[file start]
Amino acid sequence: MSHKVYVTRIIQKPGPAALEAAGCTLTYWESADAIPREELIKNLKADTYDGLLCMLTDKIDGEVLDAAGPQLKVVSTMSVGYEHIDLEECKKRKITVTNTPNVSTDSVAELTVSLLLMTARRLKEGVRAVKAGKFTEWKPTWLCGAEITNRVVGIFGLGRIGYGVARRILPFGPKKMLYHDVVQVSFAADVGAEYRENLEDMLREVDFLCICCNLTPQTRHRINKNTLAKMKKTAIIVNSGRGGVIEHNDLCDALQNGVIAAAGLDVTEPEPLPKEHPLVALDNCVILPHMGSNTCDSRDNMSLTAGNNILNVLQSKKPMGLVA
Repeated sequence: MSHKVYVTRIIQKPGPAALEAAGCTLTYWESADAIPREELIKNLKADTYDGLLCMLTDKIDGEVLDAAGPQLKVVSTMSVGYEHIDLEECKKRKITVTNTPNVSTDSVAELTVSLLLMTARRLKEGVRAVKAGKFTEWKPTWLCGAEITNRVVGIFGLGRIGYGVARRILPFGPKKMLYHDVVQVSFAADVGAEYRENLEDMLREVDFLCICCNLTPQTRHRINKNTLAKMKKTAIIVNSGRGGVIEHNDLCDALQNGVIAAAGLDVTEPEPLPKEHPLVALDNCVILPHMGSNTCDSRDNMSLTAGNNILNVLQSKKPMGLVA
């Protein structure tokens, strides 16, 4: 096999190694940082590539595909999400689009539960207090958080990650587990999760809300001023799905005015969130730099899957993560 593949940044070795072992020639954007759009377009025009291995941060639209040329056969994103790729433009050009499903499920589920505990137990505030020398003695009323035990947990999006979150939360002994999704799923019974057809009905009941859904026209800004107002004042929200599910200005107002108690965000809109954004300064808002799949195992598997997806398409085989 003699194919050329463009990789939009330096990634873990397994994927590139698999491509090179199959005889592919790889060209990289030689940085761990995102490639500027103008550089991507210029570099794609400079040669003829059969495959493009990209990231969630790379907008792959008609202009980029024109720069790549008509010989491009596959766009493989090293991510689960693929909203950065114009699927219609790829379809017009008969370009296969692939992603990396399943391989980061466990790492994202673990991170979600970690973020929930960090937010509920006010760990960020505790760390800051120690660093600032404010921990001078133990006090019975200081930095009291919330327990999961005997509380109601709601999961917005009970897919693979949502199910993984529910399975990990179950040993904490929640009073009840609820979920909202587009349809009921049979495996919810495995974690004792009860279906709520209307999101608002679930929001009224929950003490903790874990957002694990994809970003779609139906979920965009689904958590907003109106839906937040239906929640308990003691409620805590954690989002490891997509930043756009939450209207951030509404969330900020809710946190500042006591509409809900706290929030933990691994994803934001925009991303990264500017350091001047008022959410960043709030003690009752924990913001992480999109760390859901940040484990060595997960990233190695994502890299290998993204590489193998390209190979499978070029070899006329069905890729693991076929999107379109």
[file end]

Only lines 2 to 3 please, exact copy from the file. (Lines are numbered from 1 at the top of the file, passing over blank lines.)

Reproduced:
Repeated sequence: MSHKVYVTRIIQKPGPAALEAAGCTLTYWESADAIPREELIKNLKADTYDGLLCMLTDKIDGEVLDAAGPQLKVVSTMSVGYEHIDLEECKKRKITVTNTPNVSTDSVAELTVSLLLMTARRLKEGVRAVKAGKFTEWKPTWLCGAEITNRVVGIFGLGRIGYGVARRILPFGPKKMLYHDVVQVSFAADVGAEYRENLEDMLREVDFLCICCNLTPQTRHRINKNTLAKMKKTAIIVNSGRGGVIEHNDLCDALQNGVIAAAGLDVTEPEPLPKEHPLVALDNCVILPHMGSNTCDSRDNMSLTAGNNILNVLQSKKPMGLVA
């Protein structure tokens, strides 16, 4: 096999190694940082590539595909999400689009539960207090958080990650587990999760809300001023799905005015969130730099899957993560 593949940044070795072992020639954007759009377009025009291995941060639209040329056969994103790729433009050009499903499920589920505990137990505030020398003695009323035990947990999006979150939360002994999704799923019974057809009905009941859904026209800004107002004042929200599910200005107002108690965000809109954004300064808002799949195992598997997806398409085989 003699194919050329463009990789939009330096990634873990397994994927590139698999491509090179199959005889592919790889060209990289030689940085761990995102490639500027103008550089991507210029570099794609400079040669003829059969495959493009990209990231969630790379907008792959008609202009980029024109720069790549008509010989491009596959766009493989090293991510689960693929909203950065114009699927219609790829379809017009008969370009296969692939992603990396399943391989980061466990790492994202673990991170979600970690973020929930960090937010509920006010760990960020505790760390800051120690660093600032404010921990001078133990006090019975200081930095009291919330327990999961005997509380109601709601999961917005009970897919693979949502199910993984529910399975990990179950040993904490929640009073009840609820979920909202587009349809009921049979495996919810495995974690004792009860279906709520209307999101608002679930929001009224929950003490903790874990957002694990994809970003779609139906979920965009689904958590907003109106839906937040239906929640308990003691409620805590954690989002490891997509930043756009939450209207951030509404969330900020809710946190500042006591509409809900706290929030933990691994994803934001925009991303990264500017350091001047008022959410960043709030003690009752924990913001992480999109760390859901940040484990060595997960990233190695994502890299290998993204590489193998390209190979499978070029070899006329069905890729693991076929999107379109």